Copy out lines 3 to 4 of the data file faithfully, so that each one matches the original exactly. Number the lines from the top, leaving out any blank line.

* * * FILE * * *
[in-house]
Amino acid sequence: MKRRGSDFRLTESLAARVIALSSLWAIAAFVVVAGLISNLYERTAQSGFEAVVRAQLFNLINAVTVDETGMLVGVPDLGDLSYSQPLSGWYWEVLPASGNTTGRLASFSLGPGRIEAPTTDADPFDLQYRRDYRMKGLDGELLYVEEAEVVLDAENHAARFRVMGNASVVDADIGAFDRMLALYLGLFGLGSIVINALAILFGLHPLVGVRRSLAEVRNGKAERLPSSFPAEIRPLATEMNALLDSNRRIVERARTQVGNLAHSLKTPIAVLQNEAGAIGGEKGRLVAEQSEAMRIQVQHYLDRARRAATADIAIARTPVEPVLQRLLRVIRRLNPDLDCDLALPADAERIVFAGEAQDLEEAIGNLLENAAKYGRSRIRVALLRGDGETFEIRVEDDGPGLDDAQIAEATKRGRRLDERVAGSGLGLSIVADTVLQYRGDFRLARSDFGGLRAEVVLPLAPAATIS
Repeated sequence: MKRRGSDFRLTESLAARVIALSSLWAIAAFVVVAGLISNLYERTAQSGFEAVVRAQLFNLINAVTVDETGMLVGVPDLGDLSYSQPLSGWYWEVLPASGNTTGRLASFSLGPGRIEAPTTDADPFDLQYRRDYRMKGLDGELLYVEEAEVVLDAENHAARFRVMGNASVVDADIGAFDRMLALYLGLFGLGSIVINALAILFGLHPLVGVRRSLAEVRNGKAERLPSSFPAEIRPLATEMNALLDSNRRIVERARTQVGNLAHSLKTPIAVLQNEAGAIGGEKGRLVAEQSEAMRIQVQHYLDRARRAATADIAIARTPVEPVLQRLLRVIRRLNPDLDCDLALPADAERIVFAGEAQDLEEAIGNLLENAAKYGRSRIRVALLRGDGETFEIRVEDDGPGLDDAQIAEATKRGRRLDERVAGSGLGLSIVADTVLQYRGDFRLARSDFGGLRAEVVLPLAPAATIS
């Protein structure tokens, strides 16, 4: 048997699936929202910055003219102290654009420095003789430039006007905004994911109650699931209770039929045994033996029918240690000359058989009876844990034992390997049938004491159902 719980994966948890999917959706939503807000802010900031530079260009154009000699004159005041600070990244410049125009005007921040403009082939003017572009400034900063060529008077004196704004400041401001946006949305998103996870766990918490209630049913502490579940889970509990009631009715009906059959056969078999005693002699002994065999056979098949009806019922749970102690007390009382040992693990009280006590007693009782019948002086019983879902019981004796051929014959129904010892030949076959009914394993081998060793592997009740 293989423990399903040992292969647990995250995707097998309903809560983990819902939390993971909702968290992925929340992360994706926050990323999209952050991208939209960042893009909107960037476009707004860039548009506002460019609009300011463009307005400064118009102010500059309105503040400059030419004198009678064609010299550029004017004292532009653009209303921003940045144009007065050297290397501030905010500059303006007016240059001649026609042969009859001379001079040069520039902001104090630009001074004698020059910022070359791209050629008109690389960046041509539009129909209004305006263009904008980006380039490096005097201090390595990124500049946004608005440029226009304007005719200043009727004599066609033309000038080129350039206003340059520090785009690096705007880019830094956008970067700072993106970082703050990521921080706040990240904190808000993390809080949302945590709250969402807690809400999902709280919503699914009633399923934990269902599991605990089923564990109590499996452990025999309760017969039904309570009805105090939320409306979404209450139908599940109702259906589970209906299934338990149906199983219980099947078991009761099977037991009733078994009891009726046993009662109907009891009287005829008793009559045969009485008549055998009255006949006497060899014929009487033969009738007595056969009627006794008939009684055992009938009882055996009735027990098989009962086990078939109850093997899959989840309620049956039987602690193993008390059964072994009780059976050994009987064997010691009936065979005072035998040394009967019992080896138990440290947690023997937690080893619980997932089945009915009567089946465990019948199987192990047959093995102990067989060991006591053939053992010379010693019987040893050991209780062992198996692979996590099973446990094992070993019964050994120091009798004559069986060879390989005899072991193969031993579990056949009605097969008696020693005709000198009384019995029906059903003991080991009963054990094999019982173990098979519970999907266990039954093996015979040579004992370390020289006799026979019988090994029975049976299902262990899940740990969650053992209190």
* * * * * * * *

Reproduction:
Repeated sequence: MKRRGSDFRLTESLAARVIALSSLWAIAAFVVVAGLISNLYERTAQSGFEAVVRAQLFNLINAVTVDETGMLVGVPDLGDLSYSQPLSGWYWEVLPASGNTTGRLASFSLGPGRIEAPTTDADPFDLQYRRDYRMKGLDGELLYVEEAEVVLDAENHAARFRVMGNASVVDADIGAFDRMLALYLGLFGLGSIVINALAILFGLHPLVGVRRSLAEVRNGKAERLPSSFPAEIRPLATEMNALLDSNRRIVERARTQVGNLAHSLKTPIAVLQNEAGAIGGEKGRLVAEQSEAMRIQVQHYLDRARRAATADIAIARTPVEPVLQRLLRVIRRLNPDLDCDLALPADAERIVFAGEAQDLEEAIGNLLENAAKYGRSRIRVALLRGDGETFEIRVEDDGPGLDDAQIAEATKRGRRLDERVAGSGLGLSIVADTVLQYRGDFRLARSDFGGLRAEVVLPLAPAATIS
């Protein structure tokens, strides 16, 4: 048997699936929202910055003219102290654009420095003789430039006007905004994911109650699931209770039929045994033996029918240690000359058989009876844990034992390997049938004491159902 719980994966948890999917959706939503807000802010900031530079260009154009000699004159005041600070990244410049125009005007921040403009082939003017572009400034900063060529008077004196704004400041401001946006949305998103996870766990918490209630049913502490579940889970509990009631009715009906059959056969078999005693002699002994065999056979098949009806019922749970102690007390009382040992693990009280006590007693009782019948002086019983879902019981004796051929014959129904010892030949076959009914394993081998060793592997009740 293989423990399903040992292969647990995250995707097998309903809560983990819902939390993971909702968290992925929340992360994706926050990323999209952050991208939209960042893009909107960037476009707004860039548009506002460019609009300011463009307005400064118009102010500059309105503040400059030419004198009678064609010299550029004017004292532009653009209303921003940045144009007065050297290397501030905010500059303006007016240059001649026609042969009859001379001079040069520039902001104090630009001074004698020059910022070359791209050629008109690389960046041509539009129909209004305006263009904008980006380039490096005097201090390595990124500049946004608005440029226009304007005719200043009727004599066609033309000038080129350039206003340059520090785009690096705007880019830094956008970067700072993106970082703050990521921080706040990240904190808000993390809080949302945590709250969402807690809400999902709280919503699914009633399923934990269902599991605990089923564990109590499996452990025999309760017969039904309570009805105090939320409306979404209450139908599940109702259906589970209906299934338990149906199983219980099947078991009761099977037991009733078994009891009726046993009662109907009891009287005829008793009559045969009485008549055998009255006949006497060899014929009487033969009738007595056969009627006794008939009684055992009938009882055996009735027990098989009962086990078939109850093997899959989840309620049956039987602690193993008390059964072994009780059976050994009987064997010691009936065979005072035998040394009967019992080896138990440290947690023997937690080893619980997932089945009915009567089946465990019948199987192990047959093995102990067989060991006591053939053992010379010693019987040893050991209780062992198996692979996590099973446990094992070993019964050994120091009798004559069986060879390989005899072991193969031993579990056949009605097969008696020693005709000198009384019995029906059903003991080991009963054990094999019982173990098979519970999907266990039954093996015979040579004992370390020289006799026979019988090994029975049976299902262990899940740990969650053992209190």